Getting down to work, Monday morning first day at work, I was expecting to see a worn-out building located somewhere in the corner of the Pratapgarh city. However, unlike my thoughts, the District Administration building known as Vikas Bhavan by all, was a colossal building standing grand right in the middle of the town. Unlike my thoughts it formed one of the essential landmarks too. Vikas Bhavan is a busy place from where the entire district functions. Did you know that? Well, I didn’t.

On a hot May Day in Uttar Pradesh, the sun had made it very difficult for me to survive since the first minute I landed itself. The guest house where I was staying was beautiful as a government accommodation could be, but it was no breather to the heat. I used to get ready for work only to be drowned in sweat once again.

I made my way to the first floor for a brief meeting with my reporting officer, here known as District Panchayat Raj Officer, DPRO. He welcomed me with a kulhad chai and an introduction to all the block officers seated in room that “Madam Delhi se hai”. I just did a calculation in my mind, Madam means respect and Delhi means where the final buck stops. I was then brisked to the top floor by, now my fellow colleagues to our department. I was still beating the heat wiping my face off profusely. As I enter, it’s a tiny room ironically inside an empty giant room. The tiny room filled was buzzing with young lads and computer screens while the giant room lay there peacefully empty just with a chair covered in white and table laid out with stationary and the buzzer. It signified authority, it awaited The District Magistrate its true owner to grace its presence.

My fellow colleague who I mentioned earlier, a nice old fellow with a white cap and kurta pyjama and chaste Urdu introduced me to the rest of the young male lads, made me comfortable amongst them by placing just one more table and desktop in the already crowded room. Talks of a cooler in the room for me I overheard. The heat! The young male lads were District Coordinators, Block Coordinators and Computer Operators for this scheme. I will describe the role of each as we move forward.

With my entry, I thus made a balance to the skewed gender representation in the room. My fellow colleague made a balance to the skewed creed representation in Vikas Bhawan while all the rest made a balance to the different castes in the state. With this ironic diversity, I thus began my wonderful fast paced journey in the government scheme – Swachh Bharat Mission India as a Zilla Swachh Bharat Prerak in collaboration with the Ministry of Drinking Water & Sanitation and Tata Trusts.

The story of open defecation in India, Swachh Bharat awaits my next blog, hold on.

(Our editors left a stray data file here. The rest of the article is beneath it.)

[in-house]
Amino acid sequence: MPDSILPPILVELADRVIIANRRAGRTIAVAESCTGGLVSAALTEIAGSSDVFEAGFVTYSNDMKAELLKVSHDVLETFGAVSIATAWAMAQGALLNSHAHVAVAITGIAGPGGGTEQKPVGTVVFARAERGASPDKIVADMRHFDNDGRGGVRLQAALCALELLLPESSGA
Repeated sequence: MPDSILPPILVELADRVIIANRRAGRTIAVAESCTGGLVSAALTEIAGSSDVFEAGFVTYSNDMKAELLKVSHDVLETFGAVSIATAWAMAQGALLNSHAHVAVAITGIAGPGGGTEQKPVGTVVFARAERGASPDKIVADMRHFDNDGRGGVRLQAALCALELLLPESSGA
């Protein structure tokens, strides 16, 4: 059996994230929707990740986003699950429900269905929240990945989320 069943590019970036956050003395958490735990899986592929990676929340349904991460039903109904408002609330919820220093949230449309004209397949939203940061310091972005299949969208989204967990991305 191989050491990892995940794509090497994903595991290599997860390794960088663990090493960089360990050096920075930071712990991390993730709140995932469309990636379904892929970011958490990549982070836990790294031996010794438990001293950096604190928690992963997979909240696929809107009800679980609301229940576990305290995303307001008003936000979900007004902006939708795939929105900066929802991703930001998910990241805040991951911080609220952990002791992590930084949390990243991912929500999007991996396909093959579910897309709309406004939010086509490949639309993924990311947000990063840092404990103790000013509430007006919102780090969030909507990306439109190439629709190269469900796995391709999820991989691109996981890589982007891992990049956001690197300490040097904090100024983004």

Blog 1.0 – The Sarkari Swag, desi UP Style

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My first kulhad chai, my first baati chokha meal, my first village program and my first political meeting view

With a train missed for the first time from a new city (read The Capital) to my posting place in a rural North India district (happens to be home to a gangster) changing 3 buses interim and crossing by 3 districts (one of them being of The Political Family) and a full delay of 8 hours I arrive scarred, worried in district of Pratapgarh, Uttar Pradesh (UP). To give you a perception, it’s near Allahabad nee Prayagraj.

Just when I reminded myself that you have to fend for your own keep expectations none, I am received by a few government officials at the bus stop who also drive me to the guest house, with a large-hearted meal in between at the best restaurant to boast. Talk about first impressions! All this mayhem, just to experience working for the government, with the government and for a scheme by the government. My adventure for Swachh Bharat Mission hence begins in Uttar Pradesh.

How did I land in Pratapgarh? I will spare the story for the next time because here I want to begin with my first impression of Uttar Pradesh.

As I enter office of my reporting officer, his Ardali (read Personal Guard) with long moustache as if to suit his role, bows down to me with a Salaam and stays on there as if until I return his goodwill. I walk ahead and the likes just stand up in respect. Just out of the corporate sector seeing this I am perplexed. I was expecting complete resent and not be welcomed on my arrival, I was prepared but events didn’t turn out as expected. Good happened. What do I owe this to? Someone asks, “Madam, aap Delhi se hai?” “Kya ye gaadi aapko di gayi hai?” that’s the final stamp I learn.  I come with this  label that I am from the Centre with a car and a driver allotted to me. Welcome to UP, this what I call is The Sarkari Swag the entire bonhomie of a government job in this hinterland of UP. My observations herewith after spending more than a year.